A review of Laurie R. King’s ‘The Beekeeper’s Apprentice’ chapter five

Book Two


The Senator’s Daughter

The Vagrant Gypsy Life

Seize her, imprison her, take her away.

Please no offensive gypsy stereotypes, please no offensive gypsy stereotypes…

The Monk’s Tun case was, as I said, but a lark, the sort of noncase that even a dyed-in-the-wool romantic like Watson would have been hard to put to whip into a thrilling narrative.

Stop insulting Watson. Stop trying to make me dislike Watson. It’s never going to happen. Luckily for Mary’s ego, the case of the America senator’s daughter is superbly exciting and will serve to bind her and Holmes together in a way that they will never be able to split. It starts a few weeks after the last chapter, when Mary discovers Holmes in his living room dressed like the worst Victorian melodrama approximation of a gypsy.  This, to King’s credit, is very much in keeping with the mood of the original Holmes canon. She questions what he is doing, saying that he must tell her what he’s up to, as she’s ‘not Watson, not Mrs Hudson. I’m not in the least bit intimidated by you’. Bitch please. Mrs Hudson is a goddess. Holmes goes off on the deep end, saying Mary can’t be involved because the case is far too dangerous.

The six year old daughter of an American senator, Jonathan Simpson, has been kidnapped while the family was on holiday in Wales. They received a ransom note for £20,000 else the child will surely die. The police are stumped and have sent for Holmes. Holmes doesn’t want the case because he thinks he will fail; Watson’s ‘drivel’ has convinced people that he is some sort of miracle worker. He’s taking it anyway, and him and Mary shall disguise themselves as a pair of gypsies to travel to Wales and find the child. He is convinced the child is no more than twenty miles from where she was snatched.

Why not disguise yourselves as just… ordinary people?  Won’t making a big fuss while being music hall style gypsies make you noticeable and tip off the kidnappers? Won’t the educated mind that Holmes believes is behind the kidnap be very wary of any strangers coming into the area?

Anyway, Mary and Holmes set off for Wales and act in a very culturally insensitive way, insinuating that gypsies are thieving, their women sleep around, and that they are rude and violent. Pleasant. But sort of in-keeping with Conan Doyle’s style. They cause such a fuss at Cardiff train station that they’re arrested, whereupon they reveal their identities. The fuss at the police station was all a ruse so the kidnappers wouldn’t notice the arrival of Holmes. The pair are taken to the senator and his wife.

Mrs Simpson blames herself for the disappearance of her child, as it was her idea to go on holiday to a country fighting a brutal war on two European fronts. Holmes reassures her that the child obviously would have been taken from wherever she was, as it was an orchestrated crime. He asks how far in advance they planned the holiday and Mr Simpson’s reply makes me furious.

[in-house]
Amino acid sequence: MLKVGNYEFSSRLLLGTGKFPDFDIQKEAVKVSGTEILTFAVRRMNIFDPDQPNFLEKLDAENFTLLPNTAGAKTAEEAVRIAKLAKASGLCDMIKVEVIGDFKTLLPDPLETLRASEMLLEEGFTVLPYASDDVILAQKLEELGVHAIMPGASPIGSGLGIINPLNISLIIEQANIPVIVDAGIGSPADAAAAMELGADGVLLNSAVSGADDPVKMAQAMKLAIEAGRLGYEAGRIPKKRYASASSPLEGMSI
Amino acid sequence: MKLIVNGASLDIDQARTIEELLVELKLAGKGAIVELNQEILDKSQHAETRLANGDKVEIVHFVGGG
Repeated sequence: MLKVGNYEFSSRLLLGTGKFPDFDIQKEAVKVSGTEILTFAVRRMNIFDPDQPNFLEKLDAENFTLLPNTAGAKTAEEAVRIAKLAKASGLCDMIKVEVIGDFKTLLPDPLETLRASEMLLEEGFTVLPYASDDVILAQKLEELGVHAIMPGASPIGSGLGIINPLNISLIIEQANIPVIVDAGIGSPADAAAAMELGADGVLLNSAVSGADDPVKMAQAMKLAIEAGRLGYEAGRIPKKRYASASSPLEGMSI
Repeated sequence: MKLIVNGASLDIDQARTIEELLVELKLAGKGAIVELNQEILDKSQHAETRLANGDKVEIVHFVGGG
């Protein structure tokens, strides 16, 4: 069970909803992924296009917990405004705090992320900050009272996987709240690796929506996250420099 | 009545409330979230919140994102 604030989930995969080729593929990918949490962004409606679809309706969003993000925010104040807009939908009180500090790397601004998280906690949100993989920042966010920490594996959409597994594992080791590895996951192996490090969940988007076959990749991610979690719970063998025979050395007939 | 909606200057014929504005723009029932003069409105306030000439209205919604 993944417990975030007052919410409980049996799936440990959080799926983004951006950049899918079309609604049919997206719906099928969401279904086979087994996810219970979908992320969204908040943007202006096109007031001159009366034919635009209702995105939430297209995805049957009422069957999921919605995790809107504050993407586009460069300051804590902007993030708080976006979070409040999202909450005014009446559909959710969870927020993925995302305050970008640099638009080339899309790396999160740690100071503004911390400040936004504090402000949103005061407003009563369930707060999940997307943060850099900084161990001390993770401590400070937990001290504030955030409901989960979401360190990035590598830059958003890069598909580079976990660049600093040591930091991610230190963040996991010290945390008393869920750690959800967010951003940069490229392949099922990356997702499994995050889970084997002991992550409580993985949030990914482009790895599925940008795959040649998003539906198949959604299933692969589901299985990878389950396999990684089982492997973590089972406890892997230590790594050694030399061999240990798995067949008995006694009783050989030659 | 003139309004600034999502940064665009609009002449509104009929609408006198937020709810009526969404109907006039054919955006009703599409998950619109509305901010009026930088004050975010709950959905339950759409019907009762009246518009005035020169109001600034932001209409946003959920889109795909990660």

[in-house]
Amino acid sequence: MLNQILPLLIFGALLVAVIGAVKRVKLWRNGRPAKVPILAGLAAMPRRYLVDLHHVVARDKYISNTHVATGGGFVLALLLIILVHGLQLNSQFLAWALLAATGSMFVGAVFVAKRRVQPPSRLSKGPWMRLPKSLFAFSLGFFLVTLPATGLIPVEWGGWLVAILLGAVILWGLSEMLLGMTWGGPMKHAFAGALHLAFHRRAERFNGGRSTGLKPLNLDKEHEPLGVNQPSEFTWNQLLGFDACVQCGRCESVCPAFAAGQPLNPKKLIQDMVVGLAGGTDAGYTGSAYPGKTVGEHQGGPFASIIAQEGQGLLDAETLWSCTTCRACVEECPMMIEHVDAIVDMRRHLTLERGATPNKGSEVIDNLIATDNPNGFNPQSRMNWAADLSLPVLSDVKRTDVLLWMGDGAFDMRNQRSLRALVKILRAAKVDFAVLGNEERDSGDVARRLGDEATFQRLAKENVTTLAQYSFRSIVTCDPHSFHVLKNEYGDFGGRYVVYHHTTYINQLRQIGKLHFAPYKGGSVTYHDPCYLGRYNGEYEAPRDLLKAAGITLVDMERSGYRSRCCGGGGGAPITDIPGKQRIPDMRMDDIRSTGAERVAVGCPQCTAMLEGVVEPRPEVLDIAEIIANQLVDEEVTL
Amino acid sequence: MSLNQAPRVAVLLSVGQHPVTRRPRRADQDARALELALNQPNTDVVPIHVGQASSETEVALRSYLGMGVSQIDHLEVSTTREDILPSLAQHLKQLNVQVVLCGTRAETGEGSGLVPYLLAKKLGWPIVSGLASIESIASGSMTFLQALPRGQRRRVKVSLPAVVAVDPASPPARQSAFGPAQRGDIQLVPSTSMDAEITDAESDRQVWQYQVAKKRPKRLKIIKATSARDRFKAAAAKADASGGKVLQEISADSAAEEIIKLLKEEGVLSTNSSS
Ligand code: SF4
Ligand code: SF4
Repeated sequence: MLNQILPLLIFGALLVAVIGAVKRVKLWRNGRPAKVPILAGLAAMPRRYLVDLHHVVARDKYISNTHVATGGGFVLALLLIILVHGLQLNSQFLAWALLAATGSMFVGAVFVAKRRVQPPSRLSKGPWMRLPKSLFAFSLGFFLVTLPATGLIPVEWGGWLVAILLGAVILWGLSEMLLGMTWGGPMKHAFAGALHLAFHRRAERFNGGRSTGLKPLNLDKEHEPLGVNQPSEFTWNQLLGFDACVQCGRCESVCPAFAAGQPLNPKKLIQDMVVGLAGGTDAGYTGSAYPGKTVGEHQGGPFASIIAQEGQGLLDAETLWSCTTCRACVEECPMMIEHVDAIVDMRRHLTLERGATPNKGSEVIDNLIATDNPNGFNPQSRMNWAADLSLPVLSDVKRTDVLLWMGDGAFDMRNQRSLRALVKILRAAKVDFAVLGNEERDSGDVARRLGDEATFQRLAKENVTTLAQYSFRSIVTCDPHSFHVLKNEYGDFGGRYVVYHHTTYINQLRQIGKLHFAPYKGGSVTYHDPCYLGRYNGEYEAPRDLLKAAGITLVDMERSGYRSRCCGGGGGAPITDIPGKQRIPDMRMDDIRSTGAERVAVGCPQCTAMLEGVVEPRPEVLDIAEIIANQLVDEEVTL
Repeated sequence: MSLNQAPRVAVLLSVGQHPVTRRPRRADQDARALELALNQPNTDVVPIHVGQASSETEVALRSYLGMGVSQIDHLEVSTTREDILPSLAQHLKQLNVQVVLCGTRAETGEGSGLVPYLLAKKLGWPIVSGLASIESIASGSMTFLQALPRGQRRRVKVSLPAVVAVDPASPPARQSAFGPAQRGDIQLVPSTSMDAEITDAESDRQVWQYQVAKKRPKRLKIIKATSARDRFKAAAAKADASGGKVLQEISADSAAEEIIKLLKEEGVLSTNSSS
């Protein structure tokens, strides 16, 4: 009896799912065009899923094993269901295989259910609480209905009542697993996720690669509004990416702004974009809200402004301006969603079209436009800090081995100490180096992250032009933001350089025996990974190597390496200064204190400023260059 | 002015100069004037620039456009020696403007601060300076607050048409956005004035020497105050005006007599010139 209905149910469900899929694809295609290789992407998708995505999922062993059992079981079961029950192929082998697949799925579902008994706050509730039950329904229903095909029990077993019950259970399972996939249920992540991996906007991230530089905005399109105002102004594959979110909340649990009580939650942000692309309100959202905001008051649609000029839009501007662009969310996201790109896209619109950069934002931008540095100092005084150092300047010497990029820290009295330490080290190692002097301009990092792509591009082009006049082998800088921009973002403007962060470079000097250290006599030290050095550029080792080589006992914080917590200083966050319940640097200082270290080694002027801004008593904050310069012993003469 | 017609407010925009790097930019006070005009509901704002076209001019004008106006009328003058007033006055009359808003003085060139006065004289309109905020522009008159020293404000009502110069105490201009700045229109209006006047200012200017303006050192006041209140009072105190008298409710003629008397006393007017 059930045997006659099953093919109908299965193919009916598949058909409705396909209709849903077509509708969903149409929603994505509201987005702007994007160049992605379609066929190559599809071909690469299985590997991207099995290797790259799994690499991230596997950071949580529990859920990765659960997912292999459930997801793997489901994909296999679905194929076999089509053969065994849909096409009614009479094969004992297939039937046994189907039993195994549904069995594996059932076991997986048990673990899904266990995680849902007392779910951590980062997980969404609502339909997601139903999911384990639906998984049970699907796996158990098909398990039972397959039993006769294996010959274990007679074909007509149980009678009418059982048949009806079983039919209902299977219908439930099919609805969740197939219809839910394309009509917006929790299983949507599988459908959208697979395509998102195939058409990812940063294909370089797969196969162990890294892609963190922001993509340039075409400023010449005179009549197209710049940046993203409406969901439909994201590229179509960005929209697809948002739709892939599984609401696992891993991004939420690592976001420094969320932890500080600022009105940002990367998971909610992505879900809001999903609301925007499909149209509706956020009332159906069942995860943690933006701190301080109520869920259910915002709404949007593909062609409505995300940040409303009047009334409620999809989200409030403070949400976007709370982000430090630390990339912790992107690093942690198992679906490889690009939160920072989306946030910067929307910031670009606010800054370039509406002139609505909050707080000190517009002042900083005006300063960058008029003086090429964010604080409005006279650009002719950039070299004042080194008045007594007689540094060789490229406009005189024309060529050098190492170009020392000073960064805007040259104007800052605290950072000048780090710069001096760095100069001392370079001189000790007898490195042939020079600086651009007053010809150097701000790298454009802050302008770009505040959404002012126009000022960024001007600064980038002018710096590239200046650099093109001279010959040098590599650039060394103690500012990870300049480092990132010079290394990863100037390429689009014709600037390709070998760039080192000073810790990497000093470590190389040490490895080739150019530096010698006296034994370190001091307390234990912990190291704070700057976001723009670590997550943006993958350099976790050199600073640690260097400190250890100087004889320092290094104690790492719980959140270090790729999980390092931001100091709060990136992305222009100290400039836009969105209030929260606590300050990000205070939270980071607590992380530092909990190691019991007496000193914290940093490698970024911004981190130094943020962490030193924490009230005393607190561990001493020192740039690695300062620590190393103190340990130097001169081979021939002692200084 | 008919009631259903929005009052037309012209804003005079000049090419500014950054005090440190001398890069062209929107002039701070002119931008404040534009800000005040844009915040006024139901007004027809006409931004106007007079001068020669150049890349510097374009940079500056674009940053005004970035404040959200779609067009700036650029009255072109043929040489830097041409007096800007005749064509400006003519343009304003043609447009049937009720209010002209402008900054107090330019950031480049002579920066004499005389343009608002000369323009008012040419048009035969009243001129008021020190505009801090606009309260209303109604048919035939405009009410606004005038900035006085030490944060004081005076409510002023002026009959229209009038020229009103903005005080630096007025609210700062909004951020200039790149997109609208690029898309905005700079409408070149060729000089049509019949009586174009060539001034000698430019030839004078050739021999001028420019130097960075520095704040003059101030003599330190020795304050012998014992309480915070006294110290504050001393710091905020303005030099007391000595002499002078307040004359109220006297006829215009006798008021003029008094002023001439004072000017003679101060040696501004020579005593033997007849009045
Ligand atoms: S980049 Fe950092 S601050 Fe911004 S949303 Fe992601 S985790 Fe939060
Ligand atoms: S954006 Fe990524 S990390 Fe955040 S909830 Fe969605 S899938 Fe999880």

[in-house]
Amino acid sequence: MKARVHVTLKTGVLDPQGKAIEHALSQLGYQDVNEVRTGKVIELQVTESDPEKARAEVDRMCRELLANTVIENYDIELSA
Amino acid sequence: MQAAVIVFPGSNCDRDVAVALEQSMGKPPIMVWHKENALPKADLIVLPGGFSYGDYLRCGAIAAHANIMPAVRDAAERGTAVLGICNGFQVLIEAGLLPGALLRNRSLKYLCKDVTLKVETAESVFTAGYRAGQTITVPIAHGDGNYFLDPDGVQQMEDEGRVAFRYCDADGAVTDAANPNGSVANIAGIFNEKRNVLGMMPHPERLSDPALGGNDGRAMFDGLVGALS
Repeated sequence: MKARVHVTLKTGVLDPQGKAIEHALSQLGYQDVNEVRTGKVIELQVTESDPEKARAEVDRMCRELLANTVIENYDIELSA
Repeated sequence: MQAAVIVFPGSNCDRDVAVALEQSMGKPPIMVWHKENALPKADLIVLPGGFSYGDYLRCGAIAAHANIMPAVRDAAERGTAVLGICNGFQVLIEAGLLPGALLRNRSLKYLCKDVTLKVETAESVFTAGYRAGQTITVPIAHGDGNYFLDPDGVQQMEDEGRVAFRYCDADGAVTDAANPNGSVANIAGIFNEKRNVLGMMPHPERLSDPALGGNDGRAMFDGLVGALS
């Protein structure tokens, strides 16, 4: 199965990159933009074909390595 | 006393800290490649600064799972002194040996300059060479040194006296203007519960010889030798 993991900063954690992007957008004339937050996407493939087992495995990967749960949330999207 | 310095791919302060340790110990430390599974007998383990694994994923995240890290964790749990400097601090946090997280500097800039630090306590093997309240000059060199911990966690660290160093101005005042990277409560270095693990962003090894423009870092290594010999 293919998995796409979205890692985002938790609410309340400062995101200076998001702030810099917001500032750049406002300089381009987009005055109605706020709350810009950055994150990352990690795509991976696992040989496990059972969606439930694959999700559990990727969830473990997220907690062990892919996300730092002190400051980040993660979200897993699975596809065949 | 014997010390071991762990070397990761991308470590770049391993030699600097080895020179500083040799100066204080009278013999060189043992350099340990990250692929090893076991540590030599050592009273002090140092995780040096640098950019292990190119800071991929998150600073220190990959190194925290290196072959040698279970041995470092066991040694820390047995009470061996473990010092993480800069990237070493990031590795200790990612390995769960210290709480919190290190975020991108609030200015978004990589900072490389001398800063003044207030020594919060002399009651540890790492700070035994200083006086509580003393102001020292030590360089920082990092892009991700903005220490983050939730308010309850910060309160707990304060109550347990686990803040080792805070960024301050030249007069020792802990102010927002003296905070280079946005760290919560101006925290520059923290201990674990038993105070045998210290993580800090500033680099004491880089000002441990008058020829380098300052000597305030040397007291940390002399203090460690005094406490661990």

‘I know I’m not being diplomatic, but London’s a god-awful place: the air stinks; you can’t ever see stars, even with the blackout; it’s always noisy; and you never know when the bombs won’t start up again. Wales seemed about as far from that as a person could get. I arranged for about a week off, oh, it must have been the end of May we started planning it, just after that last big bombing raid.’

  • Sorry that London is so bad, you know that there’s a war on.
  • There is no blackout in London in 1918.
  • Zepplin bombing stopped in 1916.
  • it was also never very serious. About 500 people died of zepplin bombing, compared to 41,000 during the Blitz bombing campaigns in WW2.

There is no excuse for this shoddy research. If you’re going to write a book set in World War One, do some actual research. King’s view of WW1 seems to be that it was exactly the same as WW2, just without Nazis. The lack of effort put into historical research is really glaring and rather painful.

Anyway, it turns out the parents were drugged or something, and that Jessica Simpson would have reacted without fuss to being kidnapped because she’s ‘highly intelligent and does not panic easily’. At being dragged out of her tent at the age of six in the middle of the night. Okay, whatever, that child is a miracle. The interview with the Simpsons is concluded, so Mary and Holmes, still in disguise, begin to travel to the isolated Welsh village where the Simpsons were staying.

I cooled my heels by juggling for half an hour, desperate for something to read (though strictly speaking I should be barely literate).

You dirty racist. Screw you and your offensive gypsy stereotypes.

Well, they’re on the trail of Jessica Simpson now. Will it be exciting? Will it be racist? Will Mary die and make me supremely happy? Find out… tomorrow when I look at the next chapter.


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